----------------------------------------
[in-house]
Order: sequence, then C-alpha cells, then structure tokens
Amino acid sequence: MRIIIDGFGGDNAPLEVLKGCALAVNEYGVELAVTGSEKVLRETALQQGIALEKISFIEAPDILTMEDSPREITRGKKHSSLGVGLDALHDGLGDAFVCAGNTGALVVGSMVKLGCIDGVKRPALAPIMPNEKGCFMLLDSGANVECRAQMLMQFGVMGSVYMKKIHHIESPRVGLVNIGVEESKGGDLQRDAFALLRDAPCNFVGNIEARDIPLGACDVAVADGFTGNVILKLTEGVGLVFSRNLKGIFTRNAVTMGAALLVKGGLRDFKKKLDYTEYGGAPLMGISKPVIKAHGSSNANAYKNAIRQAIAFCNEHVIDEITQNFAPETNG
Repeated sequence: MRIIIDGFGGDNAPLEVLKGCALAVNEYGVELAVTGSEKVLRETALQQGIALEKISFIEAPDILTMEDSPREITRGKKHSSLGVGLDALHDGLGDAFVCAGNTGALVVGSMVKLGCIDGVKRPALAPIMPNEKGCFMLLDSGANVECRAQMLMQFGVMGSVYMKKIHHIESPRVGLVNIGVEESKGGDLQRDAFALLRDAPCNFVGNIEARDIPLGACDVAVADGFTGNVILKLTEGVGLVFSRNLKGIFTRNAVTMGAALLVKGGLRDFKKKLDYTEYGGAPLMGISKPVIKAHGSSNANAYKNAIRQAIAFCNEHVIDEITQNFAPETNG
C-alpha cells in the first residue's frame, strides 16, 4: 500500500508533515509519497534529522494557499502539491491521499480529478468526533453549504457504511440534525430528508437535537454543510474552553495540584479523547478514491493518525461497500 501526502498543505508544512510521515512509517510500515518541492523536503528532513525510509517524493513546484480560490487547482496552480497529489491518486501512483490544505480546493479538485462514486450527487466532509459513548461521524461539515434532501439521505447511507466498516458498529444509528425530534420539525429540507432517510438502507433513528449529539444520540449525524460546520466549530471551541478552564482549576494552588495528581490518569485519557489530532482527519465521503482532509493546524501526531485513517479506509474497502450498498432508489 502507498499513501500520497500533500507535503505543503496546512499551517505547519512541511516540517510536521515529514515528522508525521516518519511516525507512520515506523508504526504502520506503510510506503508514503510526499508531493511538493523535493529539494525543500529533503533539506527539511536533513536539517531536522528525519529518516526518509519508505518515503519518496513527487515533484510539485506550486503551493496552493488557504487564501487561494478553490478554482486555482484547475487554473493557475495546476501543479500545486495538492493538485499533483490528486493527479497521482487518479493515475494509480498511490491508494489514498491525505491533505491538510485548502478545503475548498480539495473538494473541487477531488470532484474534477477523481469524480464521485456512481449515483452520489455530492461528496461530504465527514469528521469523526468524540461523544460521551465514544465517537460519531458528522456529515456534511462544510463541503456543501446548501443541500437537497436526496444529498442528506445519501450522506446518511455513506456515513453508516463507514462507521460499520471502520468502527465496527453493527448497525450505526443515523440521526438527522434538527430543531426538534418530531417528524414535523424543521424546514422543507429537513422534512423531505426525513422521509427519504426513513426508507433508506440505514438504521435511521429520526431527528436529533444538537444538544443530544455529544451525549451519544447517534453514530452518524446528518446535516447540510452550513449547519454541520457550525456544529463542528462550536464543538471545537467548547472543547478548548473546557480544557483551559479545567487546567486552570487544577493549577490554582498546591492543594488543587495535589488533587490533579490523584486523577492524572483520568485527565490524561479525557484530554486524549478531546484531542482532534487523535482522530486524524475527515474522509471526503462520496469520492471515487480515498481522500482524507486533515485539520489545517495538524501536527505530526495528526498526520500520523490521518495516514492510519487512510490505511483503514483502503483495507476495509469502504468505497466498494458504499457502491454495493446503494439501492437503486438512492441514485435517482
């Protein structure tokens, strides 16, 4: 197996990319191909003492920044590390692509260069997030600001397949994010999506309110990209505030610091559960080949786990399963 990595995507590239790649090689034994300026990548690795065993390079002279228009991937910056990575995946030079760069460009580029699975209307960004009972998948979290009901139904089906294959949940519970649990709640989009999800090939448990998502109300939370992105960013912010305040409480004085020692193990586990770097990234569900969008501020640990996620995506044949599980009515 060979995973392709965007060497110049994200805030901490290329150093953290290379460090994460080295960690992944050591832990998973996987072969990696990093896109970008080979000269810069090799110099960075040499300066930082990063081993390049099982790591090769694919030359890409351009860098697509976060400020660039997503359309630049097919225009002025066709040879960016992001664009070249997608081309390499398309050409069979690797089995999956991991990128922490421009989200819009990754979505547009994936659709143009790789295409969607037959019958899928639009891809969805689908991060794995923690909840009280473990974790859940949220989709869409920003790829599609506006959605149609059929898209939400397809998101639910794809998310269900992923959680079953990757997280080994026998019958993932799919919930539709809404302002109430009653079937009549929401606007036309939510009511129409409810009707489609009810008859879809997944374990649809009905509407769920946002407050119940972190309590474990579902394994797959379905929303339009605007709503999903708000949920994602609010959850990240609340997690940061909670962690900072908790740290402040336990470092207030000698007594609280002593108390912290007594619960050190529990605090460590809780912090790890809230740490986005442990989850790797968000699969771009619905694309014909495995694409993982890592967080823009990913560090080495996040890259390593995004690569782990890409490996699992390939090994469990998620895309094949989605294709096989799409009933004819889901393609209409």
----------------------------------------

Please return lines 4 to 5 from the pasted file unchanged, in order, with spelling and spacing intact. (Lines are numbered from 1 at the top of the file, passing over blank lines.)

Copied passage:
Repeated sequence: MRIIIDGFGGDNAPLEVLKGCALAVNEYGVELAVTGSEKVLRETALQQGIALEKISFIEAPDILTMEDSPREITRGKKHSSLGVGLDALHDGLGDAFVCAGNTGALVVGSMVKLGCIDGVKRPALAPIMPNEKGCFMLLDSGANVECRAQMLMQFGVMGSVYMKKIHHIESPRVGLVNIGVEESKGGDLQRDAFALLRDAPCNFVGNIEARDIPLGACDVAVADGFTGNVILKLTEGVGLVFSRNLKGIFTRNAVTMGAALLVKGGLRDFKKKLDYTEYGGAPLMGISKPVIKAHGSSNANAYKNAIRQAIAFCNEHVIDEITQNFAPETNG
C-alpha cells in the first residue's frame, strides 16, 4: 500500500508533515509519497534529522494557499502539491491521499480529478468526533453549504457504511440534525430528508437535537454543510474552553495540584479523547478514491493518525461497500 501526502498543505508544512510521515512509517510500515518541492523536503528532513525510509517524493513546484480560490487547482496552480497529489491518486501512483490544505480546493479538485462514486450527487466532509459513548461521524461539515434532501439521505447511507466498516458498529444509528425530534420539525429540507432517510438502507433513528449529539444520540449525524460546520466549530471551541478552564482549576494552588495528581490518569485519557489530532482527519465521503482532509493546524501526531485513517479506509474497502450498498432508489 502507498499513501500520497500533500507535503505543503496546512499551517505547519512541511516540517510536521515529514515528522508525521516518519511516525507512520515506523508504526504502520506503510510506503508514503510526499508531493511538493523535493529539494525543500529533503533539506527539511536533513536539517531536522528525519529518516526518509519508505518515503519518496513527487515533484510539485506550486503551493496552493488557504487564501487561494478553490478554482486555482484547475487554473493557475495546476501543479500545486495538492493538485499533483490528486493527479497521482487518479493515475494509480498511490491508494489514498491525505491533505491538510485548502478545503475548498480539495473538494473541487477531488470532484474534477477523481469524480464521485456512481449515483452520489455530492461528496461530504465527514469528521469523526468524540461523544460521551465514544465517537460519531458528522456529515456534511462544510463541503456543501446548501443541500437537497436526496444529498442528506445519501450522506446518511455513506456515513453508516463507514462507521460499520471502520468502527465496527453493527448497525450505526443515523440521526438527522434538527430543531426538534418530531417528524414535523424543521424546514422543507429537513422534512423531505426525513422521509427519504426513513426508507433508506440505514438504521435511521429520526431527528436529533444538537444538544443530544455529544451525549451519544447517534453514530452518524446528518446535516447540510452550513449547519454541520457550525456544529463542528462550536464543538471545537467548547472543547478548548473546557480544557483551559479545567487546567486552570487544577493549577490554582498546591492543594488543587495535589488533587490533579490523584486523577492524572483520568485527565490524561479525557484530554486524549478531546484531542482532534487523535482522530486524524475527515474522509471526503462520496469520492471515487480515498481522500482524507486533515485539520489545517495538524501536527505530526495528526498526520500520523490521518495516514492510519487512510490505511483503514483502503483495507476495509469502504468505497466498494458504499457502491454495493446503494439501492437503486438512492441514485435517482